OUACHITA NATIONAL FOREST
Located in west central Arkansas and southeast Oklahoma, the Ouachita National Forest offers visitors a myriad of opportunities for either 1-day trips or extended vacations filled with relaxation and enjoyment. There are 35 developed recreation areas, 7 scenic areas, 43 vistas, 5 float camps, 11 shooting ranges, 2 historical sites, 6 wildernesses, 1 national recreation area, and over 700 miles of trails.
Most of the developed recreation areas are open from April through September. However, selected areas remain open year-round to accommodate fall and winter visitors. Specific information for each site can be found by selecting from the list in the box to the right. A fee is charged to use many Federal recreation areas, including some on the national forests. Rates shown on site information pages are effective January 1, 2005.
The Ouachita National Forest is participating in the Federal Lands Recreation Enhancement Program. Under this program 80% of the user fees collected are returned directly to the recreation site for facility maintenance and improvements. In the past, all but 15% of these receipts went to the general treasury fund. These fees vary based on the type and level of services provided at each area.
The Ouachita National Forest is the oldest and largest National Forest (NF) in the South. It comprises 1.76 million acres in Western Arkansas and Eastern Oklahoma. The Forest contains 4,000 miles of streams and 1,600 acres of lakes and ponds (not counting the adjacent Lake Ouachita and Broken Bow Reservoir, both Army Corps of Engineer facilities and only includes National Forest portions of lakes in multiple ownerships). The Forest's fisheries program is one of State and Federal coordination, fisheries protection and fish habitat improvement. The Forest has been co-sponsoring Kid's Fishing Derbies for over 10 years.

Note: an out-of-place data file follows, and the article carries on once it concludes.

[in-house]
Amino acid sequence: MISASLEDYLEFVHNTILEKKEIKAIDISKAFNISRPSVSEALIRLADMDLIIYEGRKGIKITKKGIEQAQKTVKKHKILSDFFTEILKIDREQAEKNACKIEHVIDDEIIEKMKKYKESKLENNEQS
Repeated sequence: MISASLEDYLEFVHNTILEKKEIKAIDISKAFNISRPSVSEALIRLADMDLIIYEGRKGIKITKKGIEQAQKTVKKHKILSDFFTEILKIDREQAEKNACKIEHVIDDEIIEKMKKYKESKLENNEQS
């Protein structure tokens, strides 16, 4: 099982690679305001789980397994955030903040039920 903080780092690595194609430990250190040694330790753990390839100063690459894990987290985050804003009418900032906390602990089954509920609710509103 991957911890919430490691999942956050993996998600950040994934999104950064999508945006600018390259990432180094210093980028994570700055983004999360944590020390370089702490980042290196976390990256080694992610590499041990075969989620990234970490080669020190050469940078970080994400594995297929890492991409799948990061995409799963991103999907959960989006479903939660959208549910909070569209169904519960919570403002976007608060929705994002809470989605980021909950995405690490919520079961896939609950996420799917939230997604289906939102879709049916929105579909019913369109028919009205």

The lake acreages include, 400 acres of the Arkansas Game and Fish Commission's Lake Hinkle, Watershed District flood control lakes on the Forest (approximately 11) and FS recreation/fishing lakes and ponds totalling approximately 700 acres. The remaining acreage is in one acre or smaller wildlife ponds and the ponds and reservoirs on the Red Slough waterfowl area in SW Oklahoma.
Fishing opportunities abound within the Forest and on adjacent Corps of Engineer's reservoirs. While we can't guarantee you'll catch fish, we can tell you they are out there. Good Luck!
All of the following are available picknicking areas inside the national forest:
COLLIER SPRINGS: Natural setting at clear-flowing spring. Picnicking (1 unit), vault toilet, picnic shelter.
Take Arkansas Hwy. 27 north from Norman, AR for 1 mile; turn right (east) on Forest Service Road 177 for 3 miles.
DUTCH CREEK: Site of Historic Dutch Creek Civilian Conservation Corps Camp. Picnicking, accessible vault toilet, picnic shelter.
On Arkansas Hwy. 80, 13 miles east of Waldron, AR.
HORSETHIEF SPRINGS: Historic spring and picnic area on Talimena Scenic Byway.Picnicking (6 units, 2 accessible), accessible vault toilet, interpretive trail.
Take Oklahoma Hwy. 1 from junction with U.S. 259, 6 miles (west) on the Talimena Scenic Byway.
KULLI: Seven-acre lake.